In Monaco the most glamorous race of the year started behind the Safety Car in wet conditions and the drivers had to adapt quickly to the drying track. During the first half polesitter Daniel Ricciardo of Red Bull Racing built a solid advantage ahead of the two Mercedes cars. Many of the drivers failed to negotiate the tight corners and the wet conditions, including Kimi Räikkönen, whose Ferrari clipped its front wing under the front tyres, yet he dragged it across the iconic Tunnel in a display of foolishness.

However, when called by his engineers into the pits for the second time Red Bull were not ready for Ricciardo’s pit stop and had to frantically fetch fresh tyres. This “human error”, as Dr Helmut Marko branded it, ended up costing him victory — a whopping 14-second stop placed him behind Hamilton for the remainder of the race despite a failed attempt at overtaking him after Hamilton overshot the Chicane on the 37th lap. That, and a spot on strategy from Mercedes which involved going straight from wet tyres to slicks, meant that Ricciardo had to settle for second place, appearing visibly sombre on the podium.

Max Verstappen had become F1’s youngest winner in the previous Grand Prix after being promoted to Red Bull from sister team Toro Rosso. This time around he had a tough time dealing with the curvy Monaco streets, crashing out in both qualifying and the race, showing that despite having the raw speed his skills need some honing.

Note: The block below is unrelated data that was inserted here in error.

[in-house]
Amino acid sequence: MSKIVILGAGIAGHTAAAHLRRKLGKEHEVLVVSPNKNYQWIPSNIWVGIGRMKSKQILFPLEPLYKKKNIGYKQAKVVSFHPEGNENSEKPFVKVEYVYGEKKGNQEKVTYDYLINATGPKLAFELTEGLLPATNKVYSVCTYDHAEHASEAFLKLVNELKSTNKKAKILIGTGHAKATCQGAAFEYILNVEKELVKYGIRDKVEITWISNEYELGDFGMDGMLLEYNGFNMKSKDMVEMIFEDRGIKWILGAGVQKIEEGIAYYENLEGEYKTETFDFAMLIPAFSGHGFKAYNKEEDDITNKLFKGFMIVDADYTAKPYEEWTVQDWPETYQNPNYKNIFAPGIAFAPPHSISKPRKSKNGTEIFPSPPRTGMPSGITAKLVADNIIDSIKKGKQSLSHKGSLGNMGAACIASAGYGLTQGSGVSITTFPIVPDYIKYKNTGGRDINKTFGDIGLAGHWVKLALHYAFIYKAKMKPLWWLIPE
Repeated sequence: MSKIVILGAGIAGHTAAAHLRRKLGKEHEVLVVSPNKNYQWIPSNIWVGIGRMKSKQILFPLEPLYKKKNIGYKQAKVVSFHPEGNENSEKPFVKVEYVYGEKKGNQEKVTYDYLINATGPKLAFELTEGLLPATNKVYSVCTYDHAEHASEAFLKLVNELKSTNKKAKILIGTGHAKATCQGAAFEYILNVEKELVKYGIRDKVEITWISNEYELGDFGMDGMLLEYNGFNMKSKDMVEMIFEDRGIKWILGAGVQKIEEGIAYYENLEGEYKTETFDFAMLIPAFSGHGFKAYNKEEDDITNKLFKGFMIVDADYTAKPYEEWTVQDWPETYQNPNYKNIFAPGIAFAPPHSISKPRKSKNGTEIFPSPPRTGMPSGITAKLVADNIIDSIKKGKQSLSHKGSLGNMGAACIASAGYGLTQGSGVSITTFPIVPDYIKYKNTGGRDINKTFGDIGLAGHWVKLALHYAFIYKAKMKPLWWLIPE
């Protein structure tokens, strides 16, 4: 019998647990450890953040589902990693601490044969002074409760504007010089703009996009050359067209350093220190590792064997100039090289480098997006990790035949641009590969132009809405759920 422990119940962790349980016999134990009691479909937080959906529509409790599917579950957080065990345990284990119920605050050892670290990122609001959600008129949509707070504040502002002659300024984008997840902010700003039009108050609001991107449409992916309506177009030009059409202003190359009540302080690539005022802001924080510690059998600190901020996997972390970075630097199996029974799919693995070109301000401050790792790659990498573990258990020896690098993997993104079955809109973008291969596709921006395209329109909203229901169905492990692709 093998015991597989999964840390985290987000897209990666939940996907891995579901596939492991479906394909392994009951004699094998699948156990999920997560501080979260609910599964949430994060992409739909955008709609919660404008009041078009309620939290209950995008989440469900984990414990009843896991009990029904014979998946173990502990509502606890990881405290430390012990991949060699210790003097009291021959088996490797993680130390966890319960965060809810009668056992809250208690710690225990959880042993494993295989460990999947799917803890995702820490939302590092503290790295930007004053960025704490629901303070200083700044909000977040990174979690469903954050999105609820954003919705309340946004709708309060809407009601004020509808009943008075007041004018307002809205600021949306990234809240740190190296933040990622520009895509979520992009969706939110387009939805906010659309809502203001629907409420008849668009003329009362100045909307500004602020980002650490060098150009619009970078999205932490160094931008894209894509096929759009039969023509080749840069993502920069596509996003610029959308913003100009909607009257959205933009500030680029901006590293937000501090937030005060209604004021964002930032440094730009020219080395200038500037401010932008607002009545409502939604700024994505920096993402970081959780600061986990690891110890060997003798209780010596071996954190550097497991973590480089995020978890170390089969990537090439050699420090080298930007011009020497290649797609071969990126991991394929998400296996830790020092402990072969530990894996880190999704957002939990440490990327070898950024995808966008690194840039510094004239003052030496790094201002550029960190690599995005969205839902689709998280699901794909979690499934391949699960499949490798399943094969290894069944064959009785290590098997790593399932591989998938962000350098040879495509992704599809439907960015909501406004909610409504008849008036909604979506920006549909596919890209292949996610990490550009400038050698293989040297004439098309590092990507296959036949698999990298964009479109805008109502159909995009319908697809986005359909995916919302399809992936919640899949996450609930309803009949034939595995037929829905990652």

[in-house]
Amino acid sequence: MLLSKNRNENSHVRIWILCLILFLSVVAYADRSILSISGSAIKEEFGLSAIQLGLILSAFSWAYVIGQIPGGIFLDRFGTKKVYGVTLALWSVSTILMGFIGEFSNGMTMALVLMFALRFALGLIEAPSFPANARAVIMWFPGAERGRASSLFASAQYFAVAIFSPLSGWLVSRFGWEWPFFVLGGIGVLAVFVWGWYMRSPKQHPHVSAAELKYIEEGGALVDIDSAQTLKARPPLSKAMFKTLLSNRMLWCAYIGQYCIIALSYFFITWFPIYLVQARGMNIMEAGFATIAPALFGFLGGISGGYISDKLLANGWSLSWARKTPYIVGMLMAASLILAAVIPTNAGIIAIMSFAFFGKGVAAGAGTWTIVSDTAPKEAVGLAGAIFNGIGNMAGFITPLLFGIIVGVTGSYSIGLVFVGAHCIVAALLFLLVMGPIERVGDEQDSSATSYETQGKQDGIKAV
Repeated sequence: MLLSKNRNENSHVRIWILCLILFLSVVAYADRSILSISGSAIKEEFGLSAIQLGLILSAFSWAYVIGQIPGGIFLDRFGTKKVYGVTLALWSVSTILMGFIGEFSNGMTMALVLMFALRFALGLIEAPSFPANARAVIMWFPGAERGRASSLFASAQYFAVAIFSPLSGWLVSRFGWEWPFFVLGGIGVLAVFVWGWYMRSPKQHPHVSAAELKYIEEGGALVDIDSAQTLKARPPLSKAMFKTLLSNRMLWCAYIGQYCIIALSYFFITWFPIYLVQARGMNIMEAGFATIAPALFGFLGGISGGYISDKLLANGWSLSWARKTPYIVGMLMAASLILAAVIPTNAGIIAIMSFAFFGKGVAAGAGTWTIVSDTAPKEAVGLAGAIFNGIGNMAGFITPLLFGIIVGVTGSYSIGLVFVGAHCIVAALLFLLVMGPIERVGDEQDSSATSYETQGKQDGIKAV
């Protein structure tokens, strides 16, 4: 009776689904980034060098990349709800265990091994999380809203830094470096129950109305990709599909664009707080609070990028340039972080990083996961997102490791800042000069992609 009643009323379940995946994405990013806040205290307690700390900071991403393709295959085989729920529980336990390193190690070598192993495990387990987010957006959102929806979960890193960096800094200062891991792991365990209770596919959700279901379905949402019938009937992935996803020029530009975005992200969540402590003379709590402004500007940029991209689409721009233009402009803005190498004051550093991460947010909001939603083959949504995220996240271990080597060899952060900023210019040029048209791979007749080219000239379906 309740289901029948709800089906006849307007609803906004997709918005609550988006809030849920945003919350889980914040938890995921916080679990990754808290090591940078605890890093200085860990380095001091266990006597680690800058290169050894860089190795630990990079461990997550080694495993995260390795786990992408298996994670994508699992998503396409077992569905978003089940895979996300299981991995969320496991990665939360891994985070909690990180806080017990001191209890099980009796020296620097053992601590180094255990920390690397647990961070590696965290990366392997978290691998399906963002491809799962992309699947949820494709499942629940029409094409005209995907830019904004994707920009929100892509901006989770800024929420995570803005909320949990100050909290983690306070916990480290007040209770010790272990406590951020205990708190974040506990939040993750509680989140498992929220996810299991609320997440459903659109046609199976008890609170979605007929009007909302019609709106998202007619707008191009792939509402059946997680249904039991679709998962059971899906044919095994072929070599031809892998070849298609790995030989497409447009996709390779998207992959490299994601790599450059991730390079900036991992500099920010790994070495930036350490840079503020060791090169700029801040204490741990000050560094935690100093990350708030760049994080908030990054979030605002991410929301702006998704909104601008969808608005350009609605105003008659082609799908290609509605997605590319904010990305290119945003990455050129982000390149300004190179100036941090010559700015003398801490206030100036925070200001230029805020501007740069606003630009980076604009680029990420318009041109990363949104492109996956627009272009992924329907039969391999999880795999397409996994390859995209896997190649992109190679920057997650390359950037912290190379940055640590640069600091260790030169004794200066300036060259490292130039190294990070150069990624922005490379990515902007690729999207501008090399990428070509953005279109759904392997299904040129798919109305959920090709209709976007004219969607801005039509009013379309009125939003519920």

The podium was completed by the Mexican Sergio Pérez (Force India), who drove a brilliant race starting from seventh, fighting against Sebastian Vettel (Ferrari) for third. Fernando Alonso (McLaren) managed fifth place; though Monaco’s characteristically slower track compensates for the down on power Honda engine, this shows another step in the right direction for McLaren after last year’s woes.

Nico Rosberg, while still leading the championship, did not shine in this race and finished seventh after Nico Hülkenberg of Force India passed him in the final corner of the race. His lack of pace, caused by a presumed brake malfunction, meant that he had to let Hamilton through in the early stages of the race so as to prevent Ricciardo from getting away, a pass that turned out to be crucial. Rosberg’s lead over Hamilton in the World Championship standings was also reduced from a comfortable 43 points to 24.

Formula 1 will head to Canada in two weeks time where Lewis Hamilton will aim to use his newly found momentum to erode Nico Rosberg’s lead even further.